Losing sight of the glory: five centuries of combat surgery

Historian article

By Michael Crumplin, published 17th April 2020

Michael Crumplin traces developments in surgery that can be directly attributed to changes in the conduct of war.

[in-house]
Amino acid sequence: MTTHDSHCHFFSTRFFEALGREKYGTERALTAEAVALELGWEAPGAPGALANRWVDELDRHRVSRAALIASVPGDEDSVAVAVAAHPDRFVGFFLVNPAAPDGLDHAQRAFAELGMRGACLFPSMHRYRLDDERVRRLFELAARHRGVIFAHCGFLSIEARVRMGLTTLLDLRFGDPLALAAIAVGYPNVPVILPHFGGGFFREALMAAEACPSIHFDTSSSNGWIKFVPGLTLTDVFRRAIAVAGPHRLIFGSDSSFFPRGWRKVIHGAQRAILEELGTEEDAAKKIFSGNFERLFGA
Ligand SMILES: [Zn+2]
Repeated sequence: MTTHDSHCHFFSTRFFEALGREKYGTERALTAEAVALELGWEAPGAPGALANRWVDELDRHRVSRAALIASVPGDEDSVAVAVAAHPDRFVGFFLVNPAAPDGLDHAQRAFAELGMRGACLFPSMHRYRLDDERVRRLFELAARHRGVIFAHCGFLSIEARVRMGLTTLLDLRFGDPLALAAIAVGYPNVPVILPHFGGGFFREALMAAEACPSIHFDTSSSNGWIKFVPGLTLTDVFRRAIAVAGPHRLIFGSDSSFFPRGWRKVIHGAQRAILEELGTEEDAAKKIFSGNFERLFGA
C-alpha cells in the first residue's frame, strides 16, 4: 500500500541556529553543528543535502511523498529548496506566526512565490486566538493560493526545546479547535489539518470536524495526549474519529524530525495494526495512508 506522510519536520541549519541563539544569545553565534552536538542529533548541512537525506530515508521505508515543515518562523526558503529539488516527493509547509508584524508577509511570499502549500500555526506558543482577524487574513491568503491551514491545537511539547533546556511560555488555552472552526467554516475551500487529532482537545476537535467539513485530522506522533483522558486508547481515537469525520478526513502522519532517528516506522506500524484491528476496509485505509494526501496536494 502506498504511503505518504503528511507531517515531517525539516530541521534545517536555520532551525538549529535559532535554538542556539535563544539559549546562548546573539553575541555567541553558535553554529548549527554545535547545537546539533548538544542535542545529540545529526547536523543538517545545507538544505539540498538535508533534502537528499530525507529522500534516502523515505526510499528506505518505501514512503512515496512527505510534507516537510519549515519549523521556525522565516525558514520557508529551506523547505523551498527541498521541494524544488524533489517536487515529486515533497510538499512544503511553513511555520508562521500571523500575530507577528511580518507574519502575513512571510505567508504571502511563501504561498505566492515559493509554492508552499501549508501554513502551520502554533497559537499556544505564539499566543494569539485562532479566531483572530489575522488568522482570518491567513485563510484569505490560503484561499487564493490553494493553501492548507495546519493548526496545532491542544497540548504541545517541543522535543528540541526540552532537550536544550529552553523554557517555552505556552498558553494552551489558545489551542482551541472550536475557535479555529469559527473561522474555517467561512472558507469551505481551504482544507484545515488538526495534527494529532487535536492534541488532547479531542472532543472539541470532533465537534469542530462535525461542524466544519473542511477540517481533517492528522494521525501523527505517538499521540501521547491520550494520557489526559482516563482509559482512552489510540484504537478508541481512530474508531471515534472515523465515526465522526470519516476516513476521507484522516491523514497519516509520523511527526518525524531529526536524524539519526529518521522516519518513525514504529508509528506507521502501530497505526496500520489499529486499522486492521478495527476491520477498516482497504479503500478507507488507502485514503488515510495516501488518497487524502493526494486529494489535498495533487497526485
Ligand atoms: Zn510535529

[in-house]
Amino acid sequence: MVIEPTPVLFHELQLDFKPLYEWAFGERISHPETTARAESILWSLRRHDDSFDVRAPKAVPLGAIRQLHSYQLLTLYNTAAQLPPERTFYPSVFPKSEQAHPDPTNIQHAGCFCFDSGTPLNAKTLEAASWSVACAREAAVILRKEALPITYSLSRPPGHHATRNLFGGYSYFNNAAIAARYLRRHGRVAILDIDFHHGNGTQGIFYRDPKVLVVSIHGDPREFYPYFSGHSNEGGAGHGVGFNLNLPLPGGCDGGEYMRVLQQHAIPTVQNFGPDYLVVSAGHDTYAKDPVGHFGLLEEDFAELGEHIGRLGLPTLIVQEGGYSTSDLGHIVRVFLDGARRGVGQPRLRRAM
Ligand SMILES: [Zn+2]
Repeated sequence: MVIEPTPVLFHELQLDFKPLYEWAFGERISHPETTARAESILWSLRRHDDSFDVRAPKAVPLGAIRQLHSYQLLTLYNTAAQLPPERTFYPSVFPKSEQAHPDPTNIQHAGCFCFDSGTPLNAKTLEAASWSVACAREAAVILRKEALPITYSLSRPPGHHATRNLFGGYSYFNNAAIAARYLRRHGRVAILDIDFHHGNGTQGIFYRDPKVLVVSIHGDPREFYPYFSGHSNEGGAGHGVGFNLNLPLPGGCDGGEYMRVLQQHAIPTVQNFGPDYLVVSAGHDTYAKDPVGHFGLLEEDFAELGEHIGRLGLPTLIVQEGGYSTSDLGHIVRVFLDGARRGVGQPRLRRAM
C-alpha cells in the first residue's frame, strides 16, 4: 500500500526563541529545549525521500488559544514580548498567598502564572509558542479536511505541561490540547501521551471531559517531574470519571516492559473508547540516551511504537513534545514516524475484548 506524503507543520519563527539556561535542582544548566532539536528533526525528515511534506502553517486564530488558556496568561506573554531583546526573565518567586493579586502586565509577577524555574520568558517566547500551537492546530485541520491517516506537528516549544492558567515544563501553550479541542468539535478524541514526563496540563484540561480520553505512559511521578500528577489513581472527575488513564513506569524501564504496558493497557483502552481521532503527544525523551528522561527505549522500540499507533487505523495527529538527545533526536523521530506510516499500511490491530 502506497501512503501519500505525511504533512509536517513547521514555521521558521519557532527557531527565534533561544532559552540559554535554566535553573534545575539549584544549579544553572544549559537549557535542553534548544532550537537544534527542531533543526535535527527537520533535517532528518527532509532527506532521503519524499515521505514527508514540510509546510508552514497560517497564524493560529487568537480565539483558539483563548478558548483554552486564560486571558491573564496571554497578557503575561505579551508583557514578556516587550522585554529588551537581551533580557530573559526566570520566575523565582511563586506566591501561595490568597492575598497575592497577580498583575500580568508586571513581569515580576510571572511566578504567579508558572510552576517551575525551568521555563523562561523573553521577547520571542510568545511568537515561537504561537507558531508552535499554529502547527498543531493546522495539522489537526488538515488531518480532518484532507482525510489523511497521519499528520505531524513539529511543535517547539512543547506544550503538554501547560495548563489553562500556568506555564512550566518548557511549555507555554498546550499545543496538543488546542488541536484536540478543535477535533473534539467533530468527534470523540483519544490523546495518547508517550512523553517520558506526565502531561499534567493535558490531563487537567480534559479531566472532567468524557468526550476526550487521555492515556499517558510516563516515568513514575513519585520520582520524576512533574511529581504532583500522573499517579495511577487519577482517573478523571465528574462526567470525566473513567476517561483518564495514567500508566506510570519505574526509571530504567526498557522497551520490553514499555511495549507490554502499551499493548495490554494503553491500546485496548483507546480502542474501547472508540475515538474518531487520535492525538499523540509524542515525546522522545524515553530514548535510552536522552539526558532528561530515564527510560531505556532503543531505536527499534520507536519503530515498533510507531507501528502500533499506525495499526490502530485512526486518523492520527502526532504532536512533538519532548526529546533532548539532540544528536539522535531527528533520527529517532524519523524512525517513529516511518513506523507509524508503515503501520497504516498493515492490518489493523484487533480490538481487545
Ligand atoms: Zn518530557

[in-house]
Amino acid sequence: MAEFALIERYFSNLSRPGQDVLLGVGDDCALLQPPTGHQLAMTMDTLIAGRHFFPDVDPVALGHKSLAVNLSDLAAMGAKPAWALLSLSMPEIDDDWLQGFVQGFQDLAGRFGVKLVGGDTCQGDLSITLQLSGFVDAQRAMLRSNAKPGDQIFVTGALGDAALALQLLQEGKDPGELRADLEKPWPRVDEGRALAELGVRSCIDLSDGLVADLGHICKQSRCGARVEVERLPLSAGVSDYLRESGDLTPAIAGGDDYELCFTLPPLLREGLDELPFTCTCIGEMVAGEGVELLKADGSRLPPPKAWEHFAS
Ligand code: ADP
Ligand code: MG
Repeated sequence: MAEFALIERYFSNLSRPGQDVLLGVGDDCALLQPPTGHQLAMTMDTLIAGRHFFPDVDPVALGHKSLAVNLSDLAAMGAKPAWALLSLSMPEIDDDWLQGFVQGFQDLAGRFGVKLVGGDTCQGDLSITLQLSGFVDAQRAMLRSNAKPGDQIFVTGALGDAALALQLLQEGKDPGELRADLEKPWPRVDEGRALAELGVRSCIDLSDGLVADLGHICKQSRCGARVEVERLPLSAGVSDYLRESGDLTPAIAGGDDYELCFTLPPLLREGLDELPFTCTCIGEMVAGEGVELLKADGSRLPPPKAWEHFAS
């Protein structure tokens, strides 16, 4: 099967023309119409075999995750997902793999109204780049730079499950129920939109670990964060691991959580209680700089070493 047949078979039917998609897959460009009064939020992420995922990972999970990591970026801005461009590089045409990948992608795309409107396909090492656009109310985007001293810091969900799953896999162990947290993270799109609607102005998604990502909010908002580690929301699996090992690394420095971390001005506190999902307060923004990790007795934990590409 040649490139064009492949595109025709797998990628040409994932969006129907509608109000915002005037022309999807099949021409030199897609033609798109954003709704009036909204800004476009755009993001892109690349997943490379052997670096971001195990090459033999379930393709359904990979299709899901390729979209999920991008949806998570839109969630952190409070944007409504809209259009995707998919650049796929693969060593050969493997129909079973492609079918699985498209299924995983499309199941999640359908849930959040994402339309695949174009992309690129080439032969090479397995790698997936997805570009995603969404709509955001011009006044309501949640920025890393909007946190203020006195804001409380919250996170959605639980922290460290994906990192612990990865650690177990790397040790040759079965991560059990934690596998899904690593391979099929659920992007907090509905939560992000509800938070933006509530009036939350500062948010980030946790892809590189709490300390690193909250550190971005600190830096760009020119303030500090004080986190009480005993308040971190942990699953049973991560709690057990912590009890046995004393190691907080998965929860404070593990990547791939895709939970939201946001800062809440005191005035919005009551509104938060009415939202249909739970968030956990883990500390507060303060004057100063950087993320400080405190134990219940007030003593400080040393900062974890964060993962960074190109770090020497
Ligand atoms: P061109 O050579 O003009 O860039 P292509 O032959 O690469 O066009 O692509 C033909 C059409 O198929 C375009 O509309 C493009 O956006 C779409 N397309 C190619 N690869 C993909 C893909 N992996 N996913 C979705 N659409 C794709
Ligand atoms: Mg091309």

Little doubt exists that war accelerates and innovates medical care. Today, our armed services can rely upon sound medical treatment if they are sick or wounded, with survival rates of above 90%. This was rarely the case until there was much publicity during the Crimean campaigns in the war against Russia (1853–56). For the first time, during the Franco-Prussian conflict (1870–71), industrialised warfare killed more men than disease, deprivation and climate. This article focuses on some key moments of surgical innovation, or acceleration, over five centuries of warfare...  

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